a his & hers weblog of worlds apart

The Belief Gap

Product Vs. Proposition

“The better the singer’s voice is, the harder it is to believe what they’re saying.” – David Byrne

Advertisers have historically been tasked to give our clients beautiful singing voices. As the auto-tune of the corporate world, we’ve continually been asked to create breakthrough campaigns that grab attention and generate popular interest. But the dilemma here is if we are successful, we are more likely to be exposed for selling unremarkable or irresponsible products.

Being a marketer today – when the exposure rate is faster than ever before in history – can be disheartening. You’re so often briefed with unbelievable reasons to believe. Or you’re tested to solve non-advertising problems with advertising tools. So even when your campaign succeeds in gaining cultural relevance, the product review forums squash the doubtful claims the client pushed through. For unremarkable products, advertising is both a tax and a band-aid solution (albeit an increasingly ineffective one).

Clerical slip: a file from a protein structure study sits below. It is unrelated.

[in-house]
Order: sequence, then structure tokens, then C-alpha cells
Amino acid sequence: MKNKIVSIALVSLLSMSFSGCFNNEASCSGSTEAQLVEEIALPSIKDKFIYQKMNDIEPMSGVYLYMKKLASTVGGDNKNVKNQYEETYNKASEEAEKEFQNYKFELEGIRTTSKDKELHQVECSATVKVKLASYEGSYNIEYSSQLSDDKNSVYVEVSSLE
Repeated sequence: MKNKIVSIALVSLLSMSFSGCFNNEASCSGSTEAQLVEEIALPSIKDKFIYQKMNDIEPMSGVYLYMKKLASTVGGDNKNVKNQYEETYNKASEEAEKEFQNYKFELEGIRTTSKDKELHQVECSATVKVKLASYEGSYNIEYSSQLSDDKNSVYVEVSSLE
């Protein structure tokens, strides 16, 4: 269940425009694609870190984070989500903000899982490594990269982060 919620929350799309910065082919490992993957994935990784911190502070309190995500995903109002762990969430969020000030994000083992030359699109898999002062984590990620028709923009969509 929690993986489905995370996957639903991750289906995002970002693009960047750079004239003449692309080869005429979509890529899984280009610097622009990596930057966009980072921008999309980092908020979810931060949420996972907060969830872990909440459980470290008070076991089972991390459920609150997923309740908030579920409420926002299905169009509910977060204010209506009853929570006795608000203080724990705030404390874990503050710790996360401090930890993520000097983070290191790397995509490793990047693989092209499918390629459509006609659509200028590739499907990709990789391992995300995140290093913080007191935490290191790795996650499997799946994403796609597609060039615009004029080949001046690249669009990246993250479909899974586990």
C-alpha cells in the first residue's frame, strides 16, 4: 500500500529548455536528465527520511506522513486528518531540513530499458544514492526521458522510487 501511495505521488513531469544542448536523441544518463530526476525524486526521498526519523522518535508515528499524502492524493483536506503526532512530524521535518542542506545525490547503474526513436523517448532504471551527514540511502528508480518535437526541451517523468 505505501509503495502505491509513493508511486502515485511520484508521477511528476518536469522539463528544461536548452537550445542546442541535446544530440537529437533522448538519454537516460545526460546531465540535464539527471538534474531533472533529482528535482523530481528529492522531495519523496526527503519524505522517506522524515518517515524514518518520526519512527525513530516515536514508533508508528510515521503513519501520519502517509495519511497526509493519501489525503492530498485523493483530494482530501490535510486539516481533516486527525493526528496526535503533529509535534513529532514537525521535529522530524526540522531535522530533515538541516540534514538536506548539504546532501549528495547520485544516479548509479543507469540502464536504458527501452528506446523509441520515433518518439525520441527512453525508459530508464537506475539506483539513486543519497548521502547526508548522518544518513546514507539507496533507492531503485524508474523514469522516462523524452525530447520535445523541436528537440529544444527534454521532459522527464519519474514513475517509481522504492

There are cases where you see unremarkable products with remarkable marketing, and also cases where you pair remarkable products with unremarkable marketing. In both scenarios, something is missing.  The true win comes when we marry stand-out communication with stand-out products. More easily said than done.

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2 comments on “The Belief Gap

  1. Michael Ash (@AshIdeas)
    February 15, 2013

    Sean, your view reminded me of Bill Bernbach – “A great ad campaign will make a bad product fail faster. It will get more people to know it’s bad.”

    • sean hazell
      February 21, 2013

      That’s the idea exactly, Michael. Bill Bernbach was ahead of his time. Thanks to new tech, today, good advertising means more people than ever will know it’s a bad product faster than ever.

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This entry was posted on November 9, 2010 by in His Nurture Posts.

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